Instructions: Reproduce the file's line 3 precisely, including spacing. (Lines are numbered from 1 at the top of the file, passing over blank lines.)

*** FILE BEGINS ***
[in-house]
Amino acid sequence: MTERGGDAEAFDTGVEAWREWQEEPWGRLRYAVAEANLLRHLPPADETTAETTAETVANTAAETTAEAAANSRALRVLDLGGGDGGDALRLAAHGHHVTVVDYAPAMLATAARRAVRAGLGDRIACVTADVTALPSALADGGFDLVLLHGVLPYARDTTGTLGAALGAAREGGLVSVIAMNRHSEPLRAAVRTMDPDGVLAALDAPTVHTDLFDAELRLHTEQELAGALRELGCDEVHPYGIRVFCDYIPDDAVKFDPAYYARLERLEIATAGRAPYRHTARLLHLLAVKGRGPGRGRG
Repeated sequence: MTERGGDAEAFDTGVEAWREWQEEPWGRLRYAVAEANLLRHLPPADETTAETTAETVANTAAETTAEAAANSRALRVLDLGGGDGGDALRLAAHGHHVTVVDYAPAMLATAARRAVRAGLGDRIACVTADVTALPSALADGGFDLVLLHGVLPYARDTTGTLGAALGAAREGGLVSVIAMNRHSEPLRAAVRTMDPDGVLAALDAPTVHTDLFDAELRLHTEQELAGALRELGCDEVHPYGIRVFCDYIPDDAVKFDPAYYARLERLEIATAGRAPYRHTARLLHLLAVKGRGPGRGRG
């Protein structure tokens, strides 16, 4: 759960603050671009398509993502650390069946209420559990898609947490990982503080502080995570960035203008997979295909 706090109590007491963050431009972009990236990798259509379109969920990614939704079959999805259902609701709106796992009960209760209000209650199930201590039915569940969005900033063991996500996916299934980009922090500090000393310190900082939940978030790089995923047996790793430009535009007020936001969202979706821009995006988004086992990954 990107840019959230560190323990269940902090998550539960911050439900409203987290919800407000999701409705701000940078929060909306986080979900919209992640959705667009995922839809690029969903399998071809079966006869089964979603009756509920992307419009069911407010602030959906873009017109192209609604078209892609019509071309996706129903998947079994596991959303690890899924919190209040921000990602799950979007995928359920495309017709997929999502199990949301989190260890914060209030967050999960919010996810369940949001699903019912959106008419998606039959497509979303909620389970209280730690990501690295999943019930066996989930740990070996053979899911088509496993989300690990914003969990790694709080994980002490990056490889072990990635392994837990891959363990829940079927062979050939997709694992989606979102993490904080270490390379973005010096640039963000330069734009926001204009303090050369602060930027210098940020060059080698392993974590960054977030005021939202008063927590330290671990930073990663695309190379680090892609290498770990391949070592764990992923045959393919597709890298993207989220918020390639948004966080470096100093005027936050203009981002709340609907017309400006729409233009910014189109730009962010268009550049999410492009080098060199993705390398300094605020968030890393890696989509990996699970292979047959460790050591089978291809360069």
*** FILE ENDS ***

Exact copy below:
Repeated sequence: MTERGGDAEAFDTGVEAWREWQEEPWGRLRYAVAEANLLRHLPPADETTAETTAETVANTAAETTAEAAANSRALRVLDLGGGDGGDALRLAAHGHHVTVVDYAPAMLATAARRAVRAGLGDRIACVTADVTALPSALADGGFDLVLLHGVLPYARDTTGTLGAALGAAREGGLVSVIAMNRHSEPLRAAVRTMDPDGVLAALDAPTVHTDLFDAELRLHTEQELAGALRELGCDEVHPYGIRVFCDYIPDDAVKFDPAYYARLERLEIATAGRAPYRHTARLLHLLAVKGRGPGRGRG